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EDISON'S CHILDREN - In The Last Waking Moments (2012)

Edison's Children

I've always found a good maxim for life is that the most interesting people and things are those that have a few faults or imperfections. Women, footballers, art, music - it seems that in order to enhance the brilliance there has to be a fallibility or two - the flawed genius if you will.

And thus it is here with Edison's Children and their first full album 'In The Last Waking Moments' where the majesty of a superb contemporary progressive rock masterpiece is occasionally interrupted by moments of complete aberration. These moments are, thankfully, few and far between, but in a strange way serve to enhance the overall feeling that this is a remarkable, even beautiful record.

Hardly surprising when you realise that Edison's Children are Pete Trewavas, bass player extraordinaire from Marillion and Transatlantic, and Eric Blackwood, guitarist from Sunblister and many other NY alt-rock bands.

Throw into the mix appearances from Steve Rothery (Marillion), Robin Boult (Fish) and Andy Ditchfield (DeeExpus) and you suspect something special is afoot.

In The Last Waking Moments has been around two years in gestation and all tracks have been written by Trewavas and Blackwood. It is obvious from the outset that this two years has been well spent as the aural delights reveal themselves one after the other - in turns haunting, infectious, Floydian, intensely melodic - all of which combine, with the odd hiccup, to create a significant piece of work.

Things get underway with 'Dusk', an intense acoustic piece closing with a very Marillionesque solo from Blackwood. This is followed by 'Fracture', again a very dense track sounding very like Polish proggers Riverside.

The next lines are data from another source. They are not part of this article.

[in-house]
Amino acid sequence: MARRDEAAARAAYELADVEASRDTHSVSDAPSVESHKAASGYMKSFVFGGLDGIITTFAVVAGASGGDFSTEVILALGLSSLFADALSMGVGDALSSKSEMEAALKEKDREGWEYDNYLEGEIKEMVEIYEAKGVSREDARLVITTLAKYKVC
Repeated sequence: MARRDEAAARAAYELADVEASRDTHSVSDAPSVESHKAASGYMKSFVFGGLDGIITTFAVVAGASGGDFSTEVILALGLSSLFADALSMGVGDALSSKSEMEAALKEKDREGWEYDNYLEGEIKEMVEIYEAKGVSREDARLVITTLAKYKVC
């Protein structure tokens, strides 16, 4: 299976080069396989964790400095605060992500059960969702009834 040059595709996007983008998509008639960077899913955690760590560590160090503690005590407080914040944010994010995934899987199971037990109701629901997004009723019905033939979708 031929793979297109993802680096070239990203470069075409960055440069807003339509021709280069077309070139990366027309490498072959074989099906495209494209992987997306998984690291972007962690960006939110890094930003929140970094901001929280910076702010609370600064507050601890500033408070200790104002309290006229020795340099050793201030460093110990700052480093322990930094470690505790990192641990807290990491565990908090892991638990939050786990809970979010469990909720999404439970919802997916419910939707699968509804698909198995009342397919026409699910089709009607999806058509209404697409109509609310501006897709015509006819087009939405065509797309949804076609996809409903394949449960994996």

One of the album's highlights, also released as a single, is next up, 'A Million Miles Away' replete with gossamer-like riff and thoughtful lyrics would, on most albums, be the signature track. Not here though - it's just one of many.

We must mention the hiccups and the worst of these is 'Outerspaced'. What were they thinking of? It would have been left on the cutting room floor of even the worst Hawkwind album - its horribly discordant bass riff overlaid with a semi-screamed vocal is so at odds with everything else it sounds like it must be some sort of contractual obligation.

But there's the rub. It IS so much at odds, that it fits in - it's that blemish that enhances the belief that they knew exactly what they were thinking of.

Normal service resumes with the outstanding 'Spiraling' and continues almost unabated (with the possible exception of the Ozric Tentacles-like 'The Other Other Dimension' - not bad, just different) to the album's jewel in the crown 'The Awakening' - fifteen minutes of ambient prog heaven.

Taken in the round, this is an exceptional progressive rock album assembled by two top musicians at the zenith of their powers. If they do it again, and take some Gaviscon for the hiccups, we could be looking at a magnum opus of iconic status.


Review by Alan Jones

Alan sequences "The Eclectic Mix" on the third Sunday of every month on Get Ready to ROCK! Radio, and usually manages to include some prog.


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***** Out of this world | **** Pretty damn fine |
*** OK, approach with caution unless you are a fan |
** Instant bargain bin fodder | * Ugly. Just ugly

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